A Windows Phone homebrew coder has axed a utility that attempted to install unreleased updates to WP7 devices.
"The tool successfully passed my own tests involving multiple update scenarios," Chris Walsh confirmed in a blog post.
"I was later informed by Microsoft that there were several problems with my tool and the manner in which it changes phones. Despite the fact that all outward signs indicate the phone has been updated to build 7390, Microsoft tells me otherwise."
According to Walsh, Redmond insisted an undocumented API was "incorrectly" deployed to deliver updates.
"Most problematic, MS tells me updating in this manner will place devices in a 'non-serviceable state,' [claiming] devices updated in this manner 'may' no longer receive updates.
"Because the tool is, in Microsoft's words, 'breaking phones,' I have taken it offline at their request."
Unsurprisingly, Microsoft has also issued a warning about installing homebrew updates on its official Windows Phone Blog.
"I've noticed that some of you are turning to homebrew solutions to update your phone immediately. As an engineer and a gadget lover, I totally understand the impulse to tinker. You want the latest technology and you're tired of waiting. Believe me, I get it," wrote Microsoft rep Eric Hautala.
"But my strong advice is: wait. If you attempt one of these workarounds, we can't say for sure what might happen to your phone because we haven't fully tested these homebrew techniques. You might not be getting the important device-specific software we would typically deliver in the official update. Or your phone might get misconfigured and not receive future updates."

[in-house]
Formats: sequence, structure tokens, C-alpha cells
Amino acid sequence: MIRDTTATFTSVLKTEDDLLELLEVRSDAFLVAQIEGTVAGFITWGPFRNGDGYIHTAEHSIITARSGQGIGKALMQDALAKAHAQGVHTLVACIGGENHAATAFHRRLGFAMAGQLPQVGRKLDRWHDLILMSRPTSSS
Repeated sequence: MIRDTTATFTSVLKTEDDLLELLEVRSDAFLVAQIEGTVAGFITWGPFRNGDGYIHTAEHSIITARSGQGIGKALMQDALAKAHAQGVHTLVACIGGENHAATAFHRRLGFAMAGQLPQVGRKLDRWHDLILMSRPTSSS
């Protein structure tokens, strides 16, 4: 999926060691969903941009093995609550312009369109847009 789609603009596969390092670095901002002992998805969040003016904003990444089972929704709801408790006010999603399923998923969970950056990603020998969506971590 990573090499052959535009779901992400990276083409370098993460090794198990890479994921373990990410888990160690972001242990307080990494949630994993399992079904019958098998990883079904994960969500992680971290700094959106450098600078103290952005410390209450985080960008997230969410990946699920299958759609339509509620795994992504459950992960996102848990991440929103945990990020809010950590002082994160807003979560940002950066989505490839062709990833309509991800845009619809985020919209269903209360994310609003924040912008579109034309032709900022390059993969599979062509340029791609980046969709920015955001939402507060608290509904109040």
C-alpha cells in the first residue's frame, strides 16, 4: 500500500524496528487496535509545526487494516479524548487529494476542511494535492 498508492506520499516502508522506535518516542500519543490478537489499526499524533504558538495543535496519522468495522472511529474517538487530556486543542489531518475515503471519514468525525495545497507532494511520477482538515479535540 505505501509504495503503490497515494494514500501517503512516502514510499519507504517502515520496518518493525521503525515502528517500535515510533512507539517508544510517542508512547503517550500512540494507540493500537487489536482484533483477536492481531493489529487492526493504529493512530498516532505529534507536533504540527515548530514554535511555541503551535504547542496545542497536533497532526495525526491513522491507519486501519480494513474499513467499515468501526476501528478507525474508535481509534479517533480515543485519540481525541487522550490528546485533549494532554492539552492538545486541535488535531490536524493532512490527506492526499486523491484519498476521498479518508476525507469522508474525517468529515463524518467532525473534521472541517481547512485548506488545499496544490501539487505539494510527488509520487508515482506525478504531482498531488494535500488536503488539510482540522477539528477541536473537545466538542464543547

Hautala also warned that homebrew updates could even cause some phones to stop working.
"Bottom line: unsupported workarounds put you in uncharted territory that may void your phone warranty. "We've made a lot of progress in recent weeks, so I urge you to please be patient for just a bit longer and wait for your official update notification to arrive," he added.
My take on Microsoft's attitude towards homebrew update installers? Redmond is totally justified - at least for now - in adopting a cautionary approach.
Think about it. The Windows Phone 7 platform is relatively nascent and rapidly evolving, especially with Nokia on board to help push the OS forward.
As such, Microsoft is completely within its rights to express concern over unauthorized, third-party software which could potentially interfere with future updates.
That being said, Microsoft shouldn't forget: talented modders and hackers can be leveraged to help push a platform forward.
So, yes, I do think Microsoft remains on track, despite its opposition to the (first) ChevronWP7 jailbreak and the above-mentioned homebrew updater.
Remember, Microsoft recently offered famed PS3 hacker GeoHot a free Windows Phone 7 device, vowing to let "dev creativity flourish."
And let's not forget Redmond's recent embrace of the Kinect hacker community. Clearly, Microsoft is far (and I mean far) from perfect, but at least the corporation is light-years ahead of Apple when it comes to understanding the advatanges of modding and jailbreaking.